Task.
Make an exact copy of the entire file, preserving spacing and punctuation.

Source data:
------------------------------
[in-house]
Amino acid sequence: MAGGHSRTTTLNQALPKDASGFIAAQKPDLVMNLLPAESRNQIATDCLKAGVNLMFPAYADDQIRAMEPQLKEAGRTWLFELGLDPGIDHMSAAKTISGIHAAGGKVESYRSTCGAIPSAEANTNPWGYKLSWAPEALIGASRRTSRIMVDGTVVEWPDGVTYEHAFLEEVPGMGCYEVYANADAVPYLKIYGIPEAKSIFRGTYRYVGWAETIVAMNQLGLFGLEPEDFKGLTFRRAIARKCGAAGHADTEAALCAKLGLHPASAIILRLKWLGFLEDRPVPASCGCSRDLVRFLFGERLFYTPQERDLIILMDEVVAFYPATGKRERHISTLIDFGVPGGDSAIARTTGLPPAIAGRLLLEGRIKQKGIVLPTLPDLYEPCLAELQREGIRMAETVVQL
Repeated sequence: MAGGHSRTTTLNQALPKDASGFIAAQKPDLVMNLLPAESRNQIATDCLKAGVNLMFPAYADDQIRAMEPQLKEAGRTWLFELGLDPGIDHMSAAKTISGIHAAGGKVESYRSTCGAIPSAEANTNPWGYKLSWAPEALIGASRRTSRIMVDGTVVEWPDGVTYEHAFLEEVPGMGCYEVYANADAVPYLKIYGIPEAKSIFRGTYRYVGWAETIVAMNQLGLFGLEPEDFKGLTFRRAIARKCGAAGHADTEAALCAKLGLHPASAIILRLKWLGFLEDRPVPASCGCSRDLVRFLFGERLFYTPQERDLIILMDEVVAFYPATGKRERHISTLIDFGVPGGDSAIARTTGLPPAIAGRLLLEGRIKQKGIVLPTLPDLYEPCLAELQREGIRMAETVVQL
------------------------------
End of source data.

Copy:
[in-house]
Amino acid sequence: MAGGHSRTTTLNQALPKDASGFIAAQKPDLVMNLLPAESRNQIATDCLKAGVNLMFPAYADDQIRAMEPQLKEAGRTWLFELGLDPGIDHMSAAKTISGIHAAGGKVESYRSTCGAIPSAEANTNPWGYKLSWAPEALIGASRRTSRIMVDGTVVEWPDGVTYEHAFLEEVPGMGCYEVYANADAVPYLKIYGIPEAKSIFRGTYRYVGWAETIVAMNQLGLFGLEPEDFKGLTFRRAIARKCGAAGHADTEAALCAKLGLHPASAIILRLKWLGFLEDRPVPASCGCSRDLVRFLFGERLFYTPQERDLIILMDEVVAFYPATGKRERHISTLIDFGVPGGDSAIARTTGLPPAIAGRLLLEGRIKQKGIVLPTLPDLYEPCLAELQREGIRMAETVVQL
Repeated sequence: MAGGHSRTTTLNQALPKDASGFIAAQKPDLVMNLLPAESRNQIATDCLKAGVNLMFPAYADDQIRAMEPQLKEAGRTWLFELGLDPGIDHMSAAKTISGIHAAGGKVESYRSTCGAIPSAEANTNPWGYKLSWAPEALIGASRRTSRIMVDGTVVEWPDGVTYEHAFLEEVPGMGCYEVYANADAVPYLKIYGIPEAKSIFRGTYRYVGWAETIVAMNQLGLFGLEPEDFKGLTFRRAIARKCGAAGHADTEAALCAKLGLHPASAIILRLKWLGFLEDRPVPASCGCSRDLVRFLFGERLFYTPQERDLIILMDEVVAFYPATGKRERHISTLIDFGVPGGDSAIARTTGLPPAIAGRLLLEGRIKQKGIVLPTLPDLYEPCLAELQREGIRMAETVVQL